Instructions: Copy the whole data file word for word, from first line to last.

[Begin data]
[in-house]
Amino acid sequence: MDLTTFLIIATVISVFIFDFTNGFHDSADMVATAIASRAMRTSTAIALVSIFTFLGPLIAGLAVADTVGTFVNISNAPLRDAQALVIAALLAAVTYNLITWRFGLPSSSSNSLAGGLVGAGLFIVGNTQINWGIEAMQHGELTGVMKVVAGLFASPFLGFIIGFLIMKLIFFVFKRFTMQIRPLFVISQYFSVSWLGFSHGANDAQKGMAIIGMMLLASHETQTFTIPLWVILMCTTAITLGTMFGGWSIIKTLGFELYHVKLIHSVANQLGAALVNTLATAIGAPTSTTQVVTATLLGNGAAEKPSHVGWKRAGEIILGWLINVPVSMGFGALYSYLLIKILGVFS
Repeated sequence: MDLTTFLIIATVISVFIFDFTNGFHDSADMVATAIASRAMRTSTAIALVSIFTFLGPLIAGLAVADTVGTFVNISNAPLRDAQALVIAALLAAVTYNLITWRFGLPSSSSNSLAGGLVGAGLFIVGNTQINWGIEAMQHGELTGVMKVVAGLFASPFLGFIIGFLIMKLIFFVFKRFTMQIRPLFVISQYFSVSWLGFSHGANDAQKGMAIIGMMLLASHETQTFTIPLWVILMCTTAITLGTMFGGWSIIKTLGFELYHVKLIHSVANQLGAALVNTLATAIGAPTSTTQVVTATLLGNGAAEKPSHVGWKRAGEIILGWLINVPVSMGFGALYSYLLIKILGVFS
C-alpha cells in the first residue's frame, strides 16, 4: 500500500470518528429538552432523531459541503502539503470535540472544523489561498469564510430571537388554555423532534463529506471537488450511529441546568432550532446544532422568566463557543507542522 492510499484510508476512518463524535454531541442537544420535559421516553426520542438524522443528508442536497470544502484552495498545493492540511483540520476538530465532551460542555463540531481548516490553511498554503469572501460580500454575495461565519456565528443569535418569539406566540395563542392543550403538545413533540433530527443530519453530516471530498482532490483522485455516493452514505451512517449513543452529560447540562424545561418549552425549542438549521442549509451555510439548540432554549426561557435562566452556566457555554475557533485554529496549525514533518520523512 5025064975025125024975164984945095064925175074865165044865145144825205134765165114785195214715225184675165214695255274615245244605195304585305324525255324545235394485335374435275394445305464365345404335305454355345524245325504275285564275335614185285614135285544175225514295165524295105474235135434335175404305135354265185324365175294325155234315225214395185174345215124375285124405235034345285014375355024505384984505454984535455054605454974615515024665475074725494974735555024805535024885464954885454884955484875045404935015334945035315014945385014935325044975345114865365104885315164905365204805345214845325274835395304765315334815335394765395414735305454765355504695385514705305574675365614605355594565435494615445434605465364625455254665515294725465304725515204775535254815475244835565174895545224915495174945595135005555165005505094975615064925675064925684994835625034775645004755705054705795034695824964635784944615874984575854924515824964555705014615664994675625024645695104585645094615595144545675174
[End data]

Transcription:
[in-house]
Amino acid sequence: MDLTTFLIIATVISVFIFDFTNGFHDSADMVATAIASRAMRTSTAIALVSIFTFLGPLIAGLAVADTVGTFVNISNAPLRDAQALVIAALLAAVTYNLITWRFGLPSSSSNSLAGGLVGAGLFIVGNTQINWGIEAMQHGELTGVMKVVAGLFASPFLGFIIGFLIMKLIFFVFKRFTMQIRPLFVISQYFSVSWLGFSHGANDAQKGMAIIGMMLLASHETQTFTIPLWVILMCTTAITLGTMFGGWSIIKTLGFELYHVKLIHSVANQLGAALVNTLATAIGAPTSTTQVVTATLLGNGAAEKPSHVGWKRAGEIILGWLINVPVSMGFGALYSYLLIKILGVFS
Repeated sequence: MDLTTFLIIATVISVFIFDFTNGFHDSADMVATAIASRAMRTSTAIALVSIFTFLGPLIAGLAVADTVGTFVNISNAPLRDAQALVIAALLAAVTYNLITWRFGLPSSSSNSLAGGLVGAGLFIVGNTQINWGIEAMQHGELTGVMKVVAGLFASPFLGFIIGFLIMKLIFFVFKRFTMQIRPLFVISQYFSVSWLGFSHGANDAQKGMAIIGMMLLASHETQTFTIPLWVILMCTTAITLGTMFGGWSIIKTLGFELYHVKLIHSVANQLGAALVNTLATAIGAPTSTTQVVTATLLGNGAAEKPSHVGWKRAGEIILGWLINVPVSMGFGALYSYLLIKILGVFS
C-alpha cells in the first residue's frame, strides 16, 4: 500500500470518528429538552432523531459541503502539503470535540472544523489561498469564510430571537388554555423532534463529506471537488450511529441546568432550532446544532422568566463557543507542522 492510499484510508476512518463524535454531541442537544420535559421516553426520542438524522443528508442536497470544502484552495498545493492540511483540520476538530465532551460542555463540531481548516490553511498554503469572501460580500454575495461565519456565528443569535418569539406566540395563542392543550403538545413533540433530527443530519453530516471530498482532490483522485455516493452514505451512517449513543452529560447540562424545561418549552425549542438549521442549509451555510439548540432554549426561557435562566452556566457555554475557533485554529496549525514533518520523512 5025064975025125024975164984945095064925175074865165044865145144825205134765165114785195214715225184675165214695255274615245244605195304585305324525255324545235394485335374435275394445305464365345404335305454355345524245325504275285564275335614185285614135285544175225514295165524295105474235135434335175404305135354265185324365175294325155234315225214395185174345215124375285124405235034345285014375355024505384984505454984535455054605454974615515024665475074725494974735555024805535024885464954885454884955484875045404935015334945035315014945385014935325044975345114865365104885315164905365204805345214845325274835395304765315334815335394765395414735305454765355504695385514705305574675365614605355594565435494615445434605465364625455254665515294725465304725515204775535254815475244835565174895545224915495174945595135005555165005505094975615064925675064925684994835625034775645004755705054705795034695824964635784944615874984575854924515824964555705014615664994675625024645695104585645094615595144545675174